Sutcliffe Mort was born in Lancashire in 1816 and arrived
in Sydney in 1838. Sutcliffe was renown for speculation
in the local pastoral industry as well as industrial
activities such as his Ice-Works in Sydney's Darling
Harbour and dry dock and engineering works at Balmain.
links to Lithgow, relate to his attempts to develop
a refrigeration works for the export of meat. As a part
of his refrigeration works, Mort developed a large abattoir
where sheep and cattle were driven in from the west,
slaughtered and refrigerated for later transport.
1875, to mark his achievements in the refrigeration
techniques, Mort arranged a picnic for 300 guests. He
organised a special train from Sydney and fed his guests
food that had be refrigerated at his plant for over
18 months (Lithgow Public School 1947). Mort, however,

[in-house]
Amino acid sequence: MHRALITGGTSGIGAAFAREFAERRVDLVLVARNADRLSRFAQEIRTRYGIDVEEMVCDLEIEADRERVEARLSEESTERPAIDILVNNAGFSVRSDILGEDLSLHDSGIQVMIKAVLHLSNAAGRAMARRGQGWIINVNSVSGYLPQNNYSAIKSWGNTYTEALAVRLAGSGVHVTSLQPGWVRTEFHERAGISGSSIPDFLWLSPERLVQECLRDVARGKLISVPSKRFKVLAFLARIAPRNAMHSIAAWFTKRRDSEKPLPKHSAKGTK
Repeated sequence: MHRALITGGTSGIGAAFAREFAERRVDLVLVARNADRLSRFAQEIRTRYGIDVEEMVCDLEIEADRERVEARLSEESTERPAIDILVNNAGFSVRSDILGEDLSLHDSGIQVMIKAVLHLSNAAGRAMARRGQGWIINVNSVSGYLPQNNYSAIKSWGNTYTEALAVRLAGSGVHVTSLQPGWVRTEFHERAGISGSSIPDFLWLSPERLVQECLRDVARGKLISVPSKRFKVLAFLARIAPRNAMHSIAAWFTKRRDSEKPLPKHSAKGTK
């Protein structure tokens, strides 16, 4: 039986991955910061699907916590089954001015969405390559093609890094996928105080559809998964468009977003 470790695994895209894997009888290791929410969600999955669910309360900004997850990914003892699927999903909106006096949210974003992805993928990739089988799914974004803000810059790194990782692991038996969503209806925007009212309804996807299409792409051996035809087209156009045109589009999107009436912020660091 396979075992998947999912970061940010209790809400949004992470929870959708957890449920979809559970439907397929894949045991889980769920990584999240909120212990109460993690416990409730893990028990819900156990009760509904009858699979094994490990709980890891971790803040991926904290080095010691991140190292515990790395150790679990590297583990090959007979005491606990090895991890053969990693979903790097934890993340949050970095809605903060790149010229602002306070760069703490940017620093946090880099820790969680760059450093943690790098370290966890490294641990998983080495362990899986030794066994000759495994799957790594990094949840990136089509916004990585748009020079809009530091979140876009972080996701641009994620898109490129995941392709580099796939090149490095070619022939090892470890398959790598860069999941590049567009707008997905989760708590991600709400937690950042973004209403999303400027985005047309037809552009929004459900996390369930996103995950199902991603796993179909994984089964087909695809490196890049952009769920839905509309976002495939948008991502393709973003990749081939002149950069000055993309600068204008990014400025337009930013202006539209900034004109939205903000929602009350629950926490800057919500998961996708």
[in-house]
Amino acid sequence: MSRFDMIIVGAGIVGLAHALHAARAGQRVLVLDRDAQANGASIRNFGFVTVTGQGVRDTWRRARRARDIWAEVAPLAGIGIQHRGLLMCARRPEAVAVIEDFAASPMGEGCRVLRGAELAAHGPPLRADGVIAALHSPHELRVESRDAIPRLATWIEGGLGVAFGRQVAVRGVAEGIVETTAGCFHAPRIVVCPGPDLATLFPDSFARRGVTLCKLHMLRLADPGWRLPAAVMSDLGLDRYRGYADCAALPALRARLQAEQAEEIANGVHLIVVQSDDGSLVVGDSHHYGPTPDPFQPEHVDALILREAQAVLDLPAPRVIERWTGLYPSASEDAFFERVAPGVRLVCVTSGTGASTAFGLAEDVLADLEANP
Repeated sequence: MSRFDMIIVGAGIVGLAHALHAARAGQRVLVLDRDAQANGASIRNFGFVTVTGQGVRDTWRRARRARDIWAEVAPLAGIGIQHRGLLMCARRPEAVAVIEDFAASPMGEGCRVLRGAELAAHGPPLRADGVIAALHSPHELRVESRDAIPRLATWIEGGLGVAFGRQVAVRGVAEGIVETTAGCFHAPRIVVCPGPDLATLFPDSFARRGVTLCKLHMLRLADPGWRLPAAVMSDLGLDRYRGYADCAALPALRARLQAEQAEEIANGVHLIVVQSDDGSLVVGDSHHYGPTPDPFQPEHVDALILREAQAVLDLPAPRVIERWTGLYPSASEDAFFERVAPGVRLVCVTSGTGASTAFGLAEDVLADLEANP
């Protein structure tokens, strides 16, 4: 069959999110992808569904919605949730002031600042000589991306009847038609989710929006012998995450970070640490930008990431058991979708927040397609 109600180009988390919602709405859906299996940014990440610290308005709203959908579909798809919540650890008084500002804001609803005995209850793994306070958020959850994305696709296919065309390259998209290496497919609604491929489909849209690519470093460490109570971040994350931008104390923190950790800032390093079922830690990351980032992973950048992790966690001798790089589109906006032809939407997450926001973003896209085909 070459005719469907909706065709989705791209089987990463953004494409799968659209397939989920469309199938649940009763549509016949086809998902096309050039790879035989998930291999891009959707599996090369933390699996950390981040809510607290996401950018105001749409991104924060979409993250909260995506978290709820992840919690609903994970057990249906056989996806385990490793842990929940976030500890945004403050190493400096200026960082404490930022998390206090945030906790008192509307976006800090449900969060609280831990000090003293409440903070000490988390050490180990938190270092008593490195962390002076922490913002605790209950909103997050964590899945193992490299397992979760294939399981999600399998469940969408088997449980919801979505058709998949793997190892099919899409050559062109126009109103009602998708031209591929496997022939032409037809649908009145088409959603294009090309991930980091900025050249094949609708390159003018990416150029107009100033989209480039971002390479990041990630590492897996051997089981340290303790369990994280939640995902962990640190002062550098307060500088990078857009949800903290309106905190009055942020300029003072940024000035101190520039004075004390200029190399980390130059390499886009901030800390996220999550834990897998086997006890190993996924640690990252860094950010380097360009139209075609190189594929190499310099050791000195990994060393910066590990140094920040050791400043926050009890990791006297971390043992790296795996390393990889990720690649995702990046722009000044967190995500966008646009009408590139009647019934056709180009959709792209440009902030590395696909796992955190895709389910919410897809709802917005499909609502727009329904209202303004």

was to suffer numerous technical difficulties in the
export of meat to overseas markets, achieving his first
successful shipment in 1880.
tallow from Mort's abattoirs was used to make soap in
a soap factory in Soapy Gully, later to be known as
'State Mine Gully'.
City of Greater Lithgow acknowledges and appreciates
the History excerpts taken from the Draft
Economic Development Strategy for Lithgow which was researched and compiled by Economic
and Community Development Class, University of Sydney